By Carrie Johnson
Washington Post Staff Writer
Thursday, March 26, 2009
FBI Director Robert S. Mueller III urged lawmakers yesterday to renew intelligence-gathering measures in the USA Patriot Act that are set to expire in December, calling them "exceptional" tools to help protect national security.
The law, passed shortly after the Sept. 11, 2001, terrorist attacks, created divisions between proponents, who said it was necessary to deter terrorism, and privacy advocates warning that it tramples on Americans' civil liberties. Portions of the law are up for reauthorization this year.
Mueller told members of the Senate Judiciary Committee he hopes that the reauthorization of two provisions would be far less controversial than in previous years. One of those provisions, which helps authorities secure access to business records, "has been exceptionally helpful in our national security investigations," he said.
In response to a question from Sen. Benjamin L. Cardin (D-Md.), Mueller said that his agents had used the provision about 220 times between 2004 and 2007. Data for last year were not yet available, he said.
The measure allows investigators probing terrorism to seek a suspect's records from third parties such as financial services and travel and telephone companies without notifying the suspect. The American Civil Liberties Union has criticized the provision, saying it violates the First Amendment rights of U.S. citizens.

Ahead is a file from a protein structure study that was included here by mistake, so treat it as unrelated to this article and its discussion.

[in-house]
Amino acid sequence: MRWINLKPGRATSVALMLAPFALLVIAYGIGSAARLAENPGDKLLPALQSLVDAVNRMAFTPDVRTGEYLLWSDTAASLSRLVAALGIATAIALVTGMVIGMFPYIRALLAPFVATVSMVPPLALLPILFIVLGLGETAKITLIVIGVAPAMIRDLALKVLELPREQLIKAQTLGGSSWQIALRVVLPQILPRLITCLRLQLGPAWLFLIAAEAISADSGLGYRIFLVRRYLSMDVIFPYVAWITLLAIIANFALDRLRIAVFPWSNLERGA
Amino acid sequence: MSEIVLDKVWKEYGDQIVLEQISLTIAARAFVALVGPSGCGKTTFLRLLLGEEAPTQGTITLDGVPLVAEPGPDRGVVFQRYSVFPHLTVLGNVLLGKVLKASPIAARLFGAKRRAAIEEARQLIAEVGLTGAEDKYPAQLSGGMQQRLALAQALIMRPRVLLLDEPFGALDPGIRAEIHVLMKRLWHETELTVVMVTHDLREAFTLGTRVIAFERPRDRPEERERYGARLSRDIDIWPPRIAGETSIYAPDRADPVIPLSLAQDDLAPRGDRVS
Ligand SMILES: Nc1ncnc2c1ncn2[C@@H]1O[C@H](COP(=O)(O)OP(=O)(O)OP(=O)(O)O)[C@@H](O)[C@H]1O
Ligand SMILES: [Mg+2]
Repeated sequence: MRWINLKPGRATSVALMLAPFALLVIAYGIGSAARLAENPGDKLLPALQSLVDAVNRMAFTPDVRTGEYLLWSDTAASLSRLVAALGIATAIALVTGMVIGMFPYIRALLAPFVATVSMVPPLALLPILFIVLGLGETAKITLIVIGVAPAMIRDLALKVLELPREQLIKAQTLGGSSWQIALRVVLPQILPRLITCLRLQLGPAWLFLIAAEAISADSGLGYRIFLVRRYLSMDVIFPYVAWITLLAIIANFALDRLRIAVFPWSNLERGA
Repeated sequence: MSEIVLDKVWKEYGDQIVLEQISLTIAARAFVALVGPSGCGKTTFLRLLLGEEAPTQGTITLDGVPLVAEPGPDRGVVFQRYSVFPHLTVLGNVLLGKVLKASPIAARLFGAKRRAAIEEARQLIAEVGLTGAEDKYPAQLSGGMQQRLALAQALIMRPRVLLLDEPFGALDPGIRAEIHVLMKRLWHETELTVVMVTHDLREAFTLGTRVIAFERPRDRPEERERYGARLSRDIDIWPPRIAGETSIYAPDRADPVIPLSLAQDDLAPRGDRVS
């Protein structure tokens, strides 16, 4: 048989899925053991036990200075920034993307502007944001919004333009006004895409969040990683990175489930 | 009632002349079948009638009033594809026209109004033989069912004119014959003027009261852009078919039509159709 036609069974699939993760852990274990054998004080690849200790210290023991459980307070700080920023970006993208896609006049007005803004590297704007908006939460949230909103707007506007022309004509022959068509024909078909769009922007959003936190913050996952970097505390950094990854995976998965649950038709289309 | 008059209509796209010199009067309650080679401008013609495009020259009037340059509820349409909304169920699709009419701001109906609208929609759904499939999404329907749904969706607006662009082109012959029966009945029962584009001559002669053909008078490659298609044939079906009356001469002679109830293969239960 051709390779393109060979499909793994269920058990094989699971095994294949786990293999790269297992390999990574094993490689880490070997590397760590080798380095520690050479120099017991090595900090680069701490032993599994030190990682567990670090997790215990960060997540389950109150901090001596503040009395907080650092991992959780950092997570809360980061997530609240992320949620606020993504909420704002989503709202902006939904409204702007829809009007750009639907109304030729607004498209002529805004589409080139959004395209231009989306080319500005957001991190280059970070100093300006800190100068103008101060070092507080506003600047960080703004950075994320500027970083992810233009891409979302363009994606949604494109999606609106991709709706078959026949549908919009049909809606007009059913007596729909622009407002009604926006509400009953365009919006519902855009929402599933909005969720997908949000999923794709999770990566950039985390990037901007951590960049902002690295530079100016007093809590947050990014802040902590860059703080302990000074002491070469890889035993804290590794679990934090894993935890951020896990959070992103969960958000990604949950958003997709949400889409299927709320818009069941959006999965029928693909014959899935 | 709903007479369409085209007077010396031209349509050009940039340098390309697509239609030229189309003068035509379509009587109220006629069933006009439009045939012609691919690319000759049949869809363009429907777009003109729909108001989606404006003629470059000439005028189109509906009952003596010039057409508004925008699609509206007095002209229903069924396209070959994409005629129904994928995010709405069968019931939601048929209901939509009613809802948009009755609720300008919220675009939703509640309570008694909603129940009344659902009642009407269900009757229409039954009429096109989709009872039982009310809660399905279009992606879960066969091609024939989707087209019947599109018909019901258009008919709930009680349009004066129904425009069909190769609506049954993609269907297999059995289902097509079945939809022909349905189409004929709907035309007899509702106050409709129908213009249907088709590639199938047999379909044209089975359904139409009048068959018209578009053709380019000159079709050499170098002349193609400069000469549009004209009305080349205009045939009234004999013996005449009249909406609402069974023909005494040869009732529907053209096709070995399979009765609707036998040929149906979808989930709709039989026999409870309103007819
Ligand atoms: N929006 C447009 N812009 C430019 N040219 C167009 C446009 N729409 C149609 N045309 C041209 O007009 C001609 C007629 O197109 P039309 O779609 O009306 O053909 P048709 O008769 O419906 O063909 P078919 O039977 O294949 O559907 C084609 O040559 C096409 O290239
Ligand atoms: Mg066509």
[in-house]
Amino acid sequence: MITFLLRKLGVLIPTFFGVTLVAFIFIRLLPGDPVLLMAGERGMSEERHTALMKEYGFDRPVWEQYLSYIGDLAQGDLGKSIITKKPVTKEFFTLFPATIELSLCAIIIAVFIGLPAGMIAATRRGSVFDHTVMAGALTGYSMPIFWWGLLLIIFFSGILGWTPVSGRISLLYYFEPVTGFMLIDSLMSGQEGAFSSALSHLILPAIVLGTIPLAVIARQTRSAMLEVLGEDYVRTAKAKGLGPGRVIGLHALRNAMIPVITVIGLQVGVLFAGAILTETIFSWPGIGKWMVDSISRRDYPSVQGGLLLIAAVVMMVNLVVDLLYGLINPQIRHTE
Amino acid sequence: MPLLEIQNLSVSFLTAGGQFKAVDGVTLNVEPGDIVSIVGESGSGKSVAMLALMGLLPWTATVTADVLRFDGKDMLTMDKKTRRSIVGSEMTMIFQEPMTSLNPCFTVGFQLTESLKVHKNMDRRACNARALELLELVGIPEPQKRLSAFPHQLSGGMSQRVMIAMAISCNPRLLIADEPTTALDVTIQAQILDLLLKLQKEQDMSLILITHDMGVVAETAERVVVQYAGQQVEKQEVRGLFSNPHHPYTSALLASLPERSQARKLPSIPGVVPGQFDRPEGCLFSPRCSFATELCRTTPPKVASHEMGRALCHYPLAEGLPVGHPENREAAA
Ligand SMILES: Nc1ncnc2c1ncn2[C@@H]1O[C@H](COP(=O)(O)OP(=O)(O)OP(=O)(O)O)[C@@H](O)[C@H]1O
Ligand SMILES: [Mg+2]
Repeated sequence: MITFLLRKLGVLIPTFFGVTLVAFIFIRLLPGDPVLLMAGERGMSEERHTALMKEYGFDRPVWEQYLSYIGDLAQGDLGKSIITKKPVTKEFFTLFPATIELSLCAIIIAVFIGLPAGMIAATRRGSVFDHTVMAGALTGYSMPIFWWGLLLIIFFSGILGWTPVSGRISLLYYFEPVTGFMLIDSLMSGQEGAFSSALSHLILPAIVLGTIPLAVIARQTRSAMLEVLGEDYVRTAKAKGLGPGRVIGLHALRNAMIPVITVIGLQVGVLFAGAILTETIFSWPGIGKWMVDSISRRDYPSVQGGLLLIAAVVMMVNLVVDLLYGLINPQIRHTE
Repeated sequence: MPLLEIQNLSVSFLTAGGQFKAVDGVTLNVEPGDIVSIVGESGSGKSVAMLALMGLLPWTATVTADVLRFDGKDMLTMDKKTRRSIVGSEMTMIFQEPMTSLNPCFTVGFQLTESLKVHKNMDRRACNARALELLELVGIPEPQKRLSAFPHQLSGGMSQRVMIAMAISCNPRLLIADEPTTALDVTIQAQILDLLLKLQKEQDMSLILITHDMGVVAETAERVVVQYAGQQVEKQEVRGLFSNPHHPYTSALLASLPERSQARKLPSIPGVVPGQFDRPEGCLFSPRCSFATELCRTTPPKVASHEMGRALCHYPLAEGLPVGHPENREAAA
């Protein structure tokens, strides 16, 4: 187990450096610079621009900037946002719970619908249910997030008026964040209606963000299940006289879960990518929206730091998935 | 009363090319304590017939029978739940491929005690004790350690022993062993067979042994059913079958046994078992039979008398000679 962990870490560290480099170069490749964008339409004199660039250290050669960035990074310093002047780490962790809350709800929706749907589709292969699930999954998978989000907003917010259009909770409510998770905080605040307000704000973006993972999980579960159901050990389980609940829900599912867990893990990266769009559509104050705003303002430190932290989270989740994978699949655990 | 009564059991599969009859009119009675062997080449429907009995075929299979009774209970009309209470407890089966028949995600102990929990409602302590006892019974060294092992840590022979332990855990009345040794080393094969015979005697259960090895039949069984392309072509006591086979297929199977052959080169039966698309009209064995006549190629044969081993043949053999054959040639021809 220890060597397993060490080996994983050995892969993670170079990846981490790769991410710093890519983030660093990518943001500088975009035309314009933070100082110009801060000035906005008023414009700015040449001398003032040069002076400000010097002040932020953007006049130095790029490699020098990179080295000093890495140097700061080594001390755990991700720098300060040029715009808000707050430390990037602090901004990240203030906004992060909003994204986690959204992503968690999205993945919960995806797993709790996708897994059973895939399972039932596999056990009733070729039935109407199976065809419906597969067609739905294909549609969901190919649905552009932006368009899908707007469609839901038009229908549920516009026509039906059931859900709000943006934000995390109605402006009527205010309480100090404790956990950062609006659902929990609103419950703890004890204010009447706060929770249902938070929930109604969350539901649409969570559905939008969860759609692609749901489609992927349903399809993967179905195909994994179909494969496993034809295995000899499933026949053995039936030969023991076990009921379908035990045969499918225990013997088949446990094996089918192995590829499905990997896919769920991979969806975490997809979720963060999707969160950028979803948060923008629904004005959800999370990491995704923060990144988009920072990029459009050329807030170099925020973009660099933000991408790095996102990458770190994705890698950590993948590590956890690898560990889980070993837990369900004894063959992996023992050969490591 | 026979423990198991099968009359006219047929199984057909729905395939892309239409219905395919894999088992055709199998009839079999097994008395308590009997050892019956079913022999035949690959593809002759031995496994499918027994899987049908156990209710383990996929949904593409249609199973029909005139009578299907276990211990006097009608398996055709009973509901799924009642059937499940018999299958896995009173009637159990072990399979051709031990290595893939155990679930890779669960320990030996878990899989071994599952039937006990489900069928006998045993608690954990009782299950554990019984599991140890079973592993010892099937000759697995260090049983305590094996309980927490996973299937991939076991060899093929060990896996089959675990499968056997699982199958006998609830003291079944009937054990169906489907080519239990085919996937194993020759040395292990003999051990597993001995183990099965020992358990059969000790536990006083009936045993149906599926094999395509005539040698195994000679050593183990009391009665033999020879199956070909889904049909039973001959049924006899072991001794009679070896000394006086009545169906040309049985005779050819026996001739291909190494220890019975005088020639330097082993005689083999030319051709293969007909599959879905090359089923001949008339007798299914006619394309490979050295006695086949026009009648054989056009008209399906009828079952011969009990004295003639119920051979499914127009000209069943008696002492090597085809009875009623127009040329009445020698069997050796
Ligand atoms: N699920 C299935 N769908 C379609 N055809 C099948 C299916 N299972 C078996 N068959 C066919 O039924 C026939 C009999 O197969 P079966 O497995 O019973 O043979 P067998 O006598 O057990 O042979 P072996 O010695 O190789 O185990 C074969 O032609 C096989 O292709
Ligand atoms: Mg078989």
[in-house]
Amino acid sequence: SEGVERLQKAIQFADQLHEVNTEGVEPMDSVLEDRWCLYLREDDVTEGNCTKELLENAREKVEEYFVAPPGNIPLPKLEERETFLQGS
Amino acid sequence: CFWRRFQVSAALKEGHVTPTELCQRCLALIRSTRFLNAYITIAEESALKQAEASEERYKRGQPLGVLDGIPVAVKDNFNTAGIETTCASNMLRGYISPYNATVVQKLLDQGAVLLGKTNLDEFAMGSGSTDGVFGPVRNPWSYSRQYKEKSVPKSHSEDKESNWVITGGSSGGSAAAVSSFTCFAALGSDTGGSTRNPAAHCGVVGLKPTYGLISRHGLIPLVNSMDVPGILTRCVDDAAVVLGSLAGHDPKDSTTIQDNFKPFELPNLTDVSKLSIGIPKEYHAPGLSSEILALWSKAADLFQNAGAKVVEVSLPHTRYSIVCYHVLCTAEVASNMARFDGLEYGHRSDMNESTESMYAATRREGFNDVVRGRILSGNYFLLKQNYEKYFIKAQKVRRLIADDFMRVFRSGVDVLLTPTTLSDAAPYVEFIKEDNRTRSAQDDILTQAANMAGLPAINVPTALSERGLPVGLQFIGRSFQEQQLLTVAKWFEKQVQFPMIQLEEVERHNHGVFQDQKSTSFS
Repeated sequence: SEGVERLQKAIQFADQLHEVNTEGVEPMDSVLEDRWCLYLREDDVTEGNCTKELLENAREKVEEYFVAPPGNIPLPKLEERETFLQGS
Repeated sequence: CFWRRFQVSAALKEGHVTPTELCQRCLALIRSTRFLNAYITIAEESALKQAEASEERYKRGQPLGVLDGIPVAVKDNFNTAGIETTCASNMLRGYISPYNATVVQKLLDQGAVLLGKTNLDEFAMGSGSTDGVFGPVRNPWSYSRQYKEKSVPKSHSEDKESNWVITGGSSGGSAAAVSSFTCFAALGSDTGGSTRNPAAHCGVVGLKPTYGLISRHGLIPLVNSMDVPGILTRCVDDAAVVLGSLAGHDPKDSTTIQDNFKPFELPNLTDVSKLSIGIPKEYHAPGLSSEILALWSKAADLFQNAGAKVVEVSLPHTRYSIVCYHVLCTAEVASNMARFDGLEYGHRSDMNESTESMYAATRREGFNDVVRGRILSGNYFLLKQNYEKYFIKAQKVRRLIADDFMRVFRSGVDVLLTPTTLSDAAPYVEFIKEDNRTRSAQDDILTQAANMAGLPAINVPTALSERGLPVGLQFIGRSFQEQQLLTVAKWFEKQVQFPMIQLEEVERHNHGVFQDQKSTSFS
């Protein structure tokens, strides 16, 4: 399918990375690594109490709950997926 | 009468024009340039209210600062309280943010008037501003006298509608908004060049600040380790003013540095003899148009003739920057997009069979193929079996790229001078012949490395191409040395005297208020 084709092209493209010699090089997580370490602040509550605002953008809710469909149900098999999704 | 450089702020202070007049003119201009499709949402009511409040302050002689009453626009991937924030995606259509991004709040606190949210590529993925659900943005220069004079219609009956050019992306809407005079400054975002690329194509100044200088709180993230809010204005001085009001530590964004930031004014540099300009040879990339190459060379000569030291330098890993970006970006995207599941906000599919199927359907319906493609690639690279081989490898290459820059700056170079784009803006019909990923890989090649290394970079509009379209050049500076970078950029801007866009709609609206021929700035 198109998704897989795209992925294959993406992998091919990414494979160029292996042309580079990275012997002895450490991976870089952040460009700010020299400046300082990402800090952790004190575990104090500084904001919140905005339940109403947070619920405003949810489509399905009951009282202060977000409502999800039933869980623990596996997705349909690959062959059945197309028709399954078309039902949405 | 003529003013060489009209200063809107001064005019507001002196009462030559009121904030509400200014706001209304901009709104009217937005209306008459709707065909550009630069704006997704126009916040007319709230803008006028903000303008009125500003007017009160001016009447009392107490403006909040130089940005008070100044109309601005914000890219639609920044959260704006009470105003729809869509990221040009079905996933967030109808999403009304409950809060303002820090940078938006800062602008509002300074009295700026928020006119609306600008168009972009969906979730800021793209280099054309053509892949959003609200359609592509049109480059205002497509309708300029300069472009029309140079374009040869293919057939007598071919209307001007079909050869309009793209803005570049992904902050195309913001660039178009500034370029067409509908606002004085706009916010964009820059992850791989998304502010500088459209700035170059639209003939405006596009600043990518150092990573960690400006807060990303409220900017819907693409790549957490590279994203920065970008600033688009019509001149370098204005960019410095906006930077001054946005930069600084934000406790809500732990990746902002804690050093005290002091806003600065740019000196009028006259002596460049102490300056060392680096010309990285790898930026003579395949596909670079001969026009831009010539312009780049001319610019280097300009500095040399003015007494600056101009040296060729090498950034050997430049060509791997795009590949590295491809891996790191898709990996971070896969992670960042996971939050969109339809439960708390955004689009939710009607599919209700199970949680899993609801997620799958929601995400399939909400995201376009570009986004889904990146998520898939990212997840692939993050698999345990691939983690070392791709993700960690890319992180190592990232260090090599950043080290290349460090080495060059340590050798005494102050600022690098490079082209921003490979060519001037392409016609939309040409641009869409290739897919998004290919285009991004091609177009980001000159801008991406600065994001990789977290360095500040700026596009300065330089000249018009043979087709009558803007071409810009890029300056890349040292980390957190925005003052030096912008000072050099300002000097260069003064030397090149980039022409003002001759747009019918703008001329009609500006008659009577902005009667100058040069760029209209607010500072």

Another provision, permitting roving wiretaps of terrorism suspects, was used 147 times and has helped eliminate "an awful lot of paperwork," Mueller said. In the past, authorities had to seek court approval for each electronic device carried by a suspect, from a cellphone and a BlackBerry to a home computer. But under the provision, one warrant can cover all of those machines.
The ACLU issued a report this month describing "widespread abuse" of government authority under the Patriot Act.
"The Patriot Act has been disastrous for Americans' rights," said Caroline Frederickson, the director of the ACLU's Washington Legislative Office. "Congress should use this year's Patriot Act reauthorization as an opportunity to reexamine all of our surveillance laws."
Agents' use of the Patriot Act and other sensitive investigative tools has been a source of friction between FBI officials and Democratic lawmakers.
Mueller said he has not had a chance to meet with new Justice Department or White House officials regarding their views on the Patriot Act. But at the Senate confirmation hearing for Attorney General Eric H. Holder Jr. in January, Mueller expressed at least moderate support for renewing the provisions that will sunset in December.
David Kris, an expert on intelligence laws, won unanimous Senate confirmation yesterday as the new leader of the Justice Department's National Security Division. He will play an important role in the Patriot Act reauthorization and in supervising the FBI's national security operations.
"It is important that [Congress] examine more specifics," Cardin told the FBI director. "We want to make sure you have the tools that you need and that you have appropriate oversight. There may need to be modifications . . . a fine-tuning of these provisions to make sure they are effective and used as intended by Congress."